7 thoughts on “Summary of “How Technology Hijacks People’s Minds — from a Magician and Google’s Design Ethicist””
I can offer a narrow perspective on this issue. I come from the world of computer game design. I begin by noting the addictive power of games. This software can be addictive even though the actual challenge is inane: solving puzzles, navigating spaces, managing limited resources, and hand-eye coordination. Nobody in the world would proudly declare, “I can navigate mazes like a clairvoyant rat!” Nobody would want their tombstone to read “A great solver of obscure puzzles”.
The two factors that make games so addictive, despite their puerile content, are interactivity and a finely tuned learning curve.
Interactivity is intrinsically fascinating. What little boy would want to look at pictures of butterflies when he can catch one and rip its wings off to see what happens? You can watch a hundred learned lectures on the Internet, and learn more in an hour of conversation with a professor. Are not the most powerful experiences in our lives the interactions we had with other people?
This is how a juvenile game with absurd premises, a cliched hero, monsters with teeth that don’t fit inside their mouths, and female prizes with mechanically impossible breasts can make more money than any novel or movie. Dumb as it may be, the power of its interactivity more than compensates for its banal content. The immense artistry that goes into a great novel, play, or movie cannot hold a candle to even childish interactivity.
The second factor at work here is the finely tuned learning curve. The “learning curve” is the sequence of increasingly difficult tasks that challenge the player through the course of the game. The game starts off clean, simple, and easy to master. But as you progress to new levels, you encounter greater complexity of challenges. But each step in the sequence is tiny. The player is then encouraged to play “just one more game” in the reasonable expectation that this time he’ll get it right.
I left the games industry because it doesn’t make the world any better. Indeed, the millions of hours that people expend playing games do nothing to make them smarter or better people. Many years ago, I mastered some of the early games. Now, thirty years later, what have I gained from those victories? Absolutely nothing.
Chris – Thanks so much for your unique insights here, which I think are mostly spot on. I actually wrote a piece years ago, “The Impact of Video Games on College Students,” Communications of the ACM, March 2004. Reprinted as “Online Game Playing Can Be Addictive,” in Addiction, Opposing Viewpoints Series, (Farmington Hills, MI.: Greenhaven Press 2009), in which I discussed the problem of so many college students becoming addicted to games. So again your points are well taken. As usual your comments demand an in-depth retort. Perhaps some of my readers might join in. Thanks again for your thoughts. JGM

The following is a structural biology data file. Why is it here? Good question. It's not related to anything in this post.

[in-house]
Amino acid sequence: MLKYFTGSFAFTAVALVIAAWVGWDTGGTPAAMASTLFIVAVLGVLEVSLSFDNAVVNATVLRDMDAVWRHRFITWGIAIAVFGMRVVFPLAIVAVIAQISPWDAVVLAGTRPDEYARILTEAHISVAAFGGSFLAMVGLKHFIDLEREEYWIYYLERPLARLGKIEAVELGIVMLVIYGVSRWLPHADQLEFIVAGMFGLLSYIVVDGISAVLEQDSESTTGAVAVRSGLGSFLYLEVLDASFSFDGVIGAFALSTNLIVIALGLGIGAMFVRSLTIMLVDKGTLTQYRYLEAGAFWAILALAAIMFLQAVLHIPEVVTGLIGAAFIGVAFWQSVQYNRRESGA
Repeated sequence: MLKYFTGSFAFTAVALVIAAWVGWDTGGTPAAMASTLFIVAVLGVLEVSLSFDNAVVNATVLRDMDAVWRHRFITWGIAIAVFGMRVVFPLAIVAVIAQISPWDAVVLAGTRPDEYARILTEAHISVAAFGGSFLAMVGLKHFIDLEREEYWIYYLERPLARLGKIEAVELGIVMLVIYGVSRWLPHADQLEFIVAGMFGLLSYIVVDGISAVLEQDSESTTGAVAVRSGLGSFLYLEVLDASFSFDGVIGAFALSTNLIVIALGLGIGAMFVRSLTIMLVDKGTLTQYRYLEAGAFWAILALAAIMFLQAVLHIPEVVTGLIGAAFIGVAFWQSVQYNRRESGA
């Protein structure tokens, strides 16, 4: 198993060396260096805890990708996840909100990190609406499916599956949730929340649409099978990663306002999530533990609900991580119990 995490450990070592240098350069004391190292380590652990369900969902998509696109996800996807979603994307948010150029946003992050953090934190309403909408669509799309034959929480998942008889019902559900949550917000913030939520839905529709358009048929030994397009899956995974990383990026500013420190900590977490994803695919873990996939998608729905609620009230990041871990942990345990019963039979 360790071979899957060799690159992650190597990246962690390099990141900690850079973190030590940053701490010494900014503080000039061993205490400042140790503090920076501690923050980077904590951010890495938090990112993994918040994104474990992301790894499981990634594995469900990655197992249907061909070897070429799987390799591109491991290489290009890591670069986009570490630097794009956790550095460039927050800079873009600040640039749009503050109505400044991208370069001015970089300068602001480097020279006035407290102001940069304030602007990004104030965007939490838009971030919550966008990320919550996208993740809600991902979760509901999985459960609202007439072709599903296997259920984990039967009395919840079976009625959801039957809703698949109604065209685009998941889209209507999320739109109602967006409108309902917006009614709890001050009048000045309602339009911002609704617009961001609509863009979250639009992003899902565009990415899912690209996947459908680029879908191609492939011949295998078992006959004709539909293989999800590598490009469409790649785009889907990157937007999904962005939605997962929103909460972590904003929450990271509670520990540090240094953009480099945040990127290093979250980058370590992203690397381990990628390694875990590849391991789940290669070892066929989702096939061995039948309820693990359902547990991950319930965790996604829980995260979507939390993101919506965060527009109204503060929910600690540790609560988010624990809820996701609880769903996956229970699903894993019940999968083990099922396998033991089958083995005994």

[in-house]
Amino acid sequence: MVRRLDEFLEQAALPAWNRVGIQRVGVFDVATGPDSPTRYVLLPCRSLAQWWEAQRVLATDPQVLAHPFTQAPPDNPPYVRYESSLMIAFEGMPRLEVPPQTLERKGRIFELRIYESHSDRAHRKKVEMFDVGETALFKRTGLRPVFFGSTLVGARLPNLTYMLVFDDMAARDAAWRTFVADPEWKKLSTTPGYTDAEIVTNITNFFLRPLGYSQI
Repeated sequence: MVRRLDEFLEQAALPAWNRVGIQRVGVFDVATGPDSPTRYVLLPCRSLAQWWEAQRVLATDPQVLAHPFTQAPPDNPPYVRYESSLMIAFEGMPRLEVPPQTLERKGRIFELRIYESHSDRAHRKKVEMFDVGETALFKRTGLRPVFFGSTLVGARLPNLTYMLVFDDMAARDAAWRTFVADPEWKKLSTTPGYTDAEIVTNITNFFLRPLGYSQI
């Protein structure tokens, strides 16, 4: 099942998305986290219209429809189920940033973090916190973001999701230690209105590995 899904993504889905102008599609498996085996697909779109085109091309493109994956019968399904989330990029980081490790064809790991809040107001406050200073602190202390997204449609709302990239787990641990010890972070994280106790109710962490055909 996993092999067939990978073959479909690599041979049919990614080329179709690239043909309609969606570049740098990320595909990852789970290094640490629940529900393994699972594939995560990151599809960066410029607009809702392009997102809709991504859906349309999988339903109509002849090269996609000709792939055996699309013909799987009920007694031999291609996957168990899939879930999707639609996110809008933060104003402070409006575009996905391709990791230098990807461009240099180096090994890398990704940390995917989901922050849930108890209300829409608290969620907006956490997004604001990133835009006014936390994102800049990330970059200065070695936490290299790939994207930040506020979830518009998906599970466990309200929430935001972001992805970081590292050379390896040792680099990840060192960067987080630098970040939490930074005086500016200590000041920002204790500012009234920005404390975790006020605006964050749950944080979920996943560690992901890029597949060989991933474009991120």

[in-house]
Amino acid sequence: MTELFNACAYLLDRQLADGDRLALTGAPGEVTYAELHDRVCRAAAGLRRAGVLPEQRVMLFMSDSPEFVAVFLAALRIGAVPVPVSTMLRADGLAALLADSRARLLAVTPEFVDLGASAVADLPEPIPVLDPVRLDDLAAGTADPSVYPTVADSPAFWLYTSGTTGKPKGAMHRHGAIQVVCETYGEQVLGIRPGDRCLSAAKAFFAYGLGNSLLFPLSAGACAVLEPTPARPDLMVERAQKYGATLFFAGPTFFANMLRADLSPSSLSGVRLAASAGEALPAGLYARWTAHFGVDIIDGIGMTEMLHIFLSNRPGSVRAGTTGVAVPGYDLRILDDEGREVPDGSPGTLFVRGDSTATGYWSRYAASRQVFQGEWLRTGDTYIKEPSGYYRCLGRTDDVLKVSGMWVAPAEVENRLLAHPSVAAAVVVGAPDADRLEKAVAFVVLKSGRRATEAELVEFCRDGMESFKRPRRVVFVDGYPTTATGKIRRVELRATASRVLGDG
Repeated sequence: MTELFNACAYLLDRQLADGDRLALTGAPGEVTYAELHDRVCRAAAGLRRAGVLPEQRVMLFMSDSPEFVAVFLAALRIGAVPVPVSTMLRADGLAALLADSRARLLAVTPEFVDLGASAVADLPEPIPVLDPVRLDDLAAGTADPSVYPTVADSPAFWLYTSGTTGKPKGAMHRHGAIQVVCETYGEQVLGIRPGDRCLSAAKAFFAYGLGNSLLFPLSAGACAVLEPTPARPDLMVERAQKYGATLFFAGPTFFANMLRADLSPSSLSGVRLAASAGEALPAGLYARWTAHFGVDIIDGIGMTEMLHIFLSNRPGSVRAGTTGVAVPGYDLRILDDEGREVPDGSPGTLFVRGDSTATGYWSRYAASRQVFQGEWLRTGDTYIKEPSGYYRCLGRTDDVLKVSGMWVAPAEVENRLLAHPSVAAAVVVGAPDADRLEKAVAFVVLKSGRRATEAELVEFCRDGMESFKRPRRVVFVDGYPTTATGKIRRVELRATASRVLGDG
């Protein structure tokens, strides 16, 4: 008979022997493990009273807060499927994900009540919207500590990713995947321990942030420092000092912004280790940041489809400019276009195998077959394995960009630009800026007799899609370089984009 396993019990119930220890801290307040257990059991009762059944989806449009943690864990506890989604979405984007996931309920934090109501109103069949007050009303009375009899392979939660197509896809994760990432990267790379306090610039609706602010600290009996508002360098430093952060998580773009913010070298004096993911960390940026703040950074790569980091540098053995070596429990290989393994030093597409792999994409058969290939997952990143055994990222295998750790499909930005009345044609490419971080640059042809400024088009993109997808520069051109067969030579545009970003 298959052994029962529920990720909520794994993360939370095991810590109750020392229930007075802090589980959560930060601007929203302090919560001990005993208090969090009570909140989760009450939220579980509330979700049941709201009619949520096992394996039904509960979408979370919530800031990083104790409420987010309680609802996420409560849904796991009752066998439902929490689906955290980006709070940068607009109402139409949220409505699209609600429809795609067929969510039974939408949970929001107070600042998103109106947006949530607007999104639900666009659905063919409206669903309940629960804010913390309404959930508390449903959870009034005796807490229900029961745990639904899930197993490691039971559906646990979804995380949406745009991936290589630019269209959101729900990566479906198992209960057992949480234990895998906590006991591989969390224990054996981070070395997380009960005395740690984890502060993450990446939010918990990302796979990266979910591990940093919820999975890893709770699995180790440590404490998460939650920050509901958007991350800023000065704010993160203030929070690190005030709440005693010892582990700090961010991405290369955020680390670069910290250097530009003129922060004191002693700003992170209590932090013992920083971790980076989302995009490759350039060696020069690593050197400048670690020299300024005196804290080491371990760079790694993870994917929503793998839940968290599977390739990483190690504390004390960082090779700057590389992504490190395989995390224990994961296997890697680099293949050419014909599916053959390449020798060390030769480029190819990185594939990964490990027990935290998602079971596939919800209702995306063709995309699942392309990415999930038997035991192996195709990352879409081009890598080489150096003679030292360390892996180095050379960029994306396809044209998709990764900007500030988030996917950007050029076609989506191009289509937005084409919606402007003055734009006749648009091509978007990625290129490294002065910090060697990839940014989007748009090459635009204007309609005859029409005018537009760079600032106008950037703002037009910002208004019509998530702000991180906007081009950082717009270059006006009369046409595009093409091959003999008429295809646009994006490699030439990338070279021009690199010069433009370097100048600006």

“Tobacco will literally kill you while your smart phone will not.” Get your broad point there, Doc, and it seems accurate to say that (cellphone “brain tumor risk” hardly withstanding, as the data says so far), unless one happens to be driving while using it.
In my experience (of my own observed impairment and that of other drivers on their phones I’ve encountered on the road) it can indeed be risky, if not always lethal (you know, like tobacco), as more than a few documented cases of “phone-impaired” driving suggest.
I suppose almost anything can kill you—you can even drink too much water—but cell phones and video games aren’t generally as deadly as tobacco.
Thank you, Mr, Messerly. The responses, so far are interesting. I am neither technophile not technophobe. Mostly, I just don’t participate. Some folks just won’t understand this stance….make it difficult to live without, so far as they can. I did not need a thousand dollar bicycle either. So, I’m restoring a dumpster junker—because I CAN.
I’ve never played a modern video game, have a dumb phone, and didn’t know what my computer science students were talking about when the discussed the web. I do like the easy access to information though. Saves all those trips to libraries that I used to live in. The problem though is all the disinformation out there.
“Robots… give people potentially more time to do what they like to do”
And the plaint that robots are merely circuitry doesn’t hold. The human nervous system is circuitry, as well—organic circuitry wired to the killer hominid.
But it is true technologies are dehumanizing, that was and is the trajectory: to escape our killer-ape origins.